ISQ emphasis

Questioner: Anonymous

Question Posed to Pamela Chally, Interim Provost and VP of Academic Affairs

The recent emphasis on ISQ bothers me as an educator. Is it my role to educate the students or make them happy?  Please do not respond saying these are the same. If you want references and recent research, ISQ does not determine that. Many universities are on the path to make the ISQ result confidential and available to only the faculty while UNF posts them online by faculty and course number. Questions.

1. To what extent have you made sure that the improvement of ISQ is not coming at the cost of course quality? Many faculty are putting excessive weight on attendance, take home exams, open book exams, and grade curves so that students like them [the faculty]. How are colleges controlling that? Or is it a college’s policy to do only what is necessary to improve the metrics

and get state money? If so, can we change the mission statement to low quality instead of high quality education?

2. It has been proven that ISQ scores are discriminating against immigrants (especially with an accent) and women. Is it in UNF’s new mission to use a statistic that has been proven to be discriminating? If the administration thinks that is not true in the case of UNF, have they done a study to make certain?

3. If the administration is so concerned for students, why don’t we drop the full time student requirement from 15 to 12 credits? Most students at UNF are employed, often even more than 40 hours. So forcing them to enroll for 15 credits and then blaming the faculty for their poor performance is outrageous.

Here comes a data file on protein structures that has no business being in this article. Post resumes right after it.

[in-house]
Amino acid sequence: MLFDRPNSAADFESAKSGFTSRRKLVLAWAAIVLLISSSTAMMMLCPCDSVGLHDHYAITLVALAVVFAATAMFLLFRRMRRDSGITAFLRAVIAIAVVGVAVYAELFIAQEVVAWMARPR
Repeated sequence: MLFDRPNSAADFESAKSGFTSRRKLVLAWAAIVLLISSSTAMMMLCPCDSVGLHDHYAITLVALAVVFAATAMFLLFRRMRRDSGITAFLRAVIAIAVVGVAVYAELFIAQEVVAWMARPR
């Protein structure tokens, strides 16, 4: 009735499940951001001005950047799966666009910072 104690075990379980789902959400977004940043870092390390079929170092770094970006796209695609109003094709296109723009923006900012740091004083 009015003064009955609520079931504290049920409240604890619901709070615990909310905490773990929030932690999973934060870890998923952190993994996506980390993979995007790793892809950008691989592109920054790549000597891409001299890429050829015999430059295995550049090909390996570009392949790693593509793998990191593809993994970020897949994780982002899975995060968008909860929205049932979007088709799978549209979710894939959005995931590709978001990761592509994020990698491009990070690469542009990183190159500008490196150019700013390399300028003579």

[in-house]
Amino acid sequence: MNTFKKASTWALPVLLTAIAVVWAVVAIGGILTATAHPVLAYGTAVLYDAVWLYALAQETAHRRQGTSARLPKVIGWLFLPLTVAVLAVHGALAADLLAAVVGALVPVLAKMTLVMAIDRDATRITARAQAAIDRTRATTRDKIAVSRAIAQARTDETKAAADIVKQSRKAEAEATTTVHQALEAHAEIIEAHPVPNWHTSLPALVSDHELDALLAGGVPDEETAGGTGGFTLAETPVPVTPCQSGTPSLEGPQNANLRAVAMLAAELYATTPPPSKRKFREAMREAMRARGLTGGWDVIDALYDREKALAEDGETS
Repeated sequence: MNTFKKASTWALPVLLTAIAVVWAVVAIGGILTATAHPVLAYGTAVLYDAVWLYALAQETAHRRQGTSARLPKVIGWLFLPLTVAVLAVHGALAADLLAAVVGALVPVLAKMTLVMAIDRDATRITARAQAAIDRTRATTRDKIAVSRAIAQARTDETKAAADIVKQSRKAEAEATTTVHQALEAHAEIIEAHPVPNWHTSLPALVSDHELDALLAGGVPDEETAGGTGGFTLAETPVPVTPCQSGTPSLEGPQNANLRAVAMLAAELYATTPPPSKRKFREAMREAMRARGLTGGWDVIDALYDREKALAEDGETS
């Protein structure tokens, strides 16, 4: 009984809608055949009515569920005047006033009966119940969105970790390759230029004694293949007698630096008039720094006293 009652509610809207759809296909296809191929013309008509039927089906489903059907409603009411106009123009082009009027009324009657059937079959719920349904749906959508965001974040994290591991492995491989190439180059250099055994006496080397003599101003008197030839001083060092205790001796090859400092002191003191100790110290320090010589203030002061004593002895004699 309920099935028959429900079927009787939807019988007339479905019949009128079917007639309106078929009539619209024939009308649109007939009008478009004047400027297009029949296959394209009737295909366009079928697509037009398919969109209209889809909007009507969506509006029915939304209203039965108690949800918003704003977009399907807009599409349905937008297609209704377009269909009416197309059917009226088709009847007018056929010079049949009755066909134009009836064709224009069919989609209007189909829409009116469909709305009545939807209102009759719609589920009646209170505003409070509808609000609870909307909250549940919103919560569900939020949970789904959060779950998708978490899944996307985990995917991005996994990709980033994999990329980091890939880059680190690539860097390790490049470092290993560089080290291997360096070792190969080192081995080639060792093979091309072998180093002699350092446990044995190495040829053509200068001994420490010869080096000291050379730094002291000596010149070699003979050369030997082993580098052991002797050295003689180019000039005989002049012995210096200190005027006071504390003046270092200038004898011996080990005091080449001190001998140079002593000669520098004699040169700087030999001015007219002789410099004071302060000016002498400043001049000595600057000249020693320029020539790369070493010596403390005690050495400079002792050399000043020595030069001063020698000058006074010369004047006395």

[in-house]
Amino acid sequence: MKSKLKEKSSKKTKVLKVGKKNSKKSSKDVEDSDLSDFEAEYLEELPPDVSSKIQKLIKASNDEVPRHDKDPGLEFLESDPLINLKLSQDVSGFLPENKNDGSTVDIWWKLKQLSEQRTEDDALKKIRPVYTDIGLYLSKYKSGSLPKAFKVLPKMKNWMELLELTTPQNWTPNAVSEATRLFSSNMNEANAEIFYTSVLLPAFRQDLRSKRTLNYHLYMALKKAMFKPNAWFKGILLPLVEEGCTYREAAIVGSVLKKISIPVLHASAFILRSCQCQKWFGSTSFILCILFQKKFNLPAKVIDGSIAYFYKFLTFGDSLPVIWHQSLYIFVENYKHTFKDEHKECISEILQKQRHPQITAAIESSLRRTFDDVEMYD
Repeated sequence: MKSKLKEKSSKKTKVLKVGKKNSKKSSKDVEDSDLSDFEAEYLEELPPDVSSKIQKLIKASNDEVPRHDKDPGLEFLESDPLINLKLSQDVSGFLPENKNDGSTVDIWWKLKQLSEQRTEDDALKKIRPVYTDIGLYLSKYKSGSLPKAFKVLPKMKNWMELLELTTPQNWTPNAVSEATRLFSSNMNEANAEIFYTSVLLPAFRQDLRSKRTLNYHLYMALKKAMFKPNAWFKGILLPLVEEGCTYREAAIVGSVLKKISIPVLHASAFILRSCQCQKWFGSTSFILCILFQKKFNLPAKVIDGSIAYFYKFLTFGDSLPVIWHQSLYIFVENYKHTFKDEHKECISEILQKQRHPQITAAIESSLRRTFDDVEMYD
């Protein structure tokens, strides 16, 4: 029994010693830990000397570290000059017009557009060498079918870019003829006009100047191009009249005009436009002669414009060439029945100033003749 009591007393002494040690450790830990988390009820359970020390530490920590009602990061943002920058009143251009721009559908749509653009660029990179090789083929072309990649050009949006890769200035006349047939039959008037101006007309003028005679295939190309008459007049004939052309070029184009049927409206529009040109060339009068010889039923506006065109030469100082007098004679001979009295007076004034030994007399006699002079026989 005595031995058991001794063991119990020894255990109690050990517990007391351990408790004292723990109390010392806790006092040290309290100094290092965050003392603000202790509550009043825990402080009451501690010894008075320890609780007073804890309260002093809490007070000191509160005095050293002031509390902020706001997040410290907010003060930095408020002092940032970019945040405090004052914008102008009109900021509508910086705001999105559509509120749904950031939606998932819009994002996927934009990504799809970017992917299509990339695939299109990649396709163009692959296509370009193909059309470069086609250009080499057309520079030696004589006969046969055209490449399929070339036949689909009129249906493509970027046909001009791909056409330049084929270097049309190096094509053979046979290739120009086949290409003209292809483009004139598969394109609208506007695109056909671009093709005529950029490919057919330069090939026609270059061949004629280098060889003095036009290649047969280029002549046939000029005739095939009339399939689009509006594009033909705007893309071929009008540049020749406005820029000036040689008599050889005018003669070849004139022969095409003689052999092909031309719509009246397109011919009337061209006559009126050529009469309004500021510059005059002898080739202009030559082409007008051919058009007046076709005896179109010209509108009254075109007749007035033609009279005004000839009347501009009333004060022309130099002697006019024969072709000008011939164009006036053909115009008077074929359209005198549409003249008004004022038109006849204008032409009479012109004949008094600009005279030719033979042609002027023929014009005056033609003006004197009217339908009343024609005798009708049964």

Answered from the floor by Intrim Provost and VP or Academic Affairs Pamela Chally

Question 1:  We have been clear about our goals for UNF to increase our standing in the performance-based metrics, but never at a cost of a quality education for our students.  To draw attention, in general, to quality of instruction can only benefit students.  I do not have any data indicating that faulty are putting excessive weight on attendance, but attendance in itself is an important factor in students doing well in a class.  Alternative means of assessment are totally the decision of the faculty member.  Consequently, the choice of an open book examination is an individual faculty decision. As Academic Affairs has drawn attention to student success, we have also provided support to both faculty and students.


Question 2:  In response to a recent discussion with Faculty Association on this topic and suggested language forwarded by Terri Ellis which shows impact on gender and racial bias in evaluations, Academic Affairs requested from ITS the incorporation of suggested language in the ISQ instructions to students:

“Student evaluations of teaching play an important role in the review of faculty. Your opinions influence the review of instructors that takes place every year. Iowa State University recognizes that student evaluations of teaching are often influenced by students’ unconscious and unintentional biases about the race and gender of the instructor. Women and
instructors of color are systematically rated lower in their teaching evaluations than white men, even when there are no actual differences in the instruction or in what students have learned.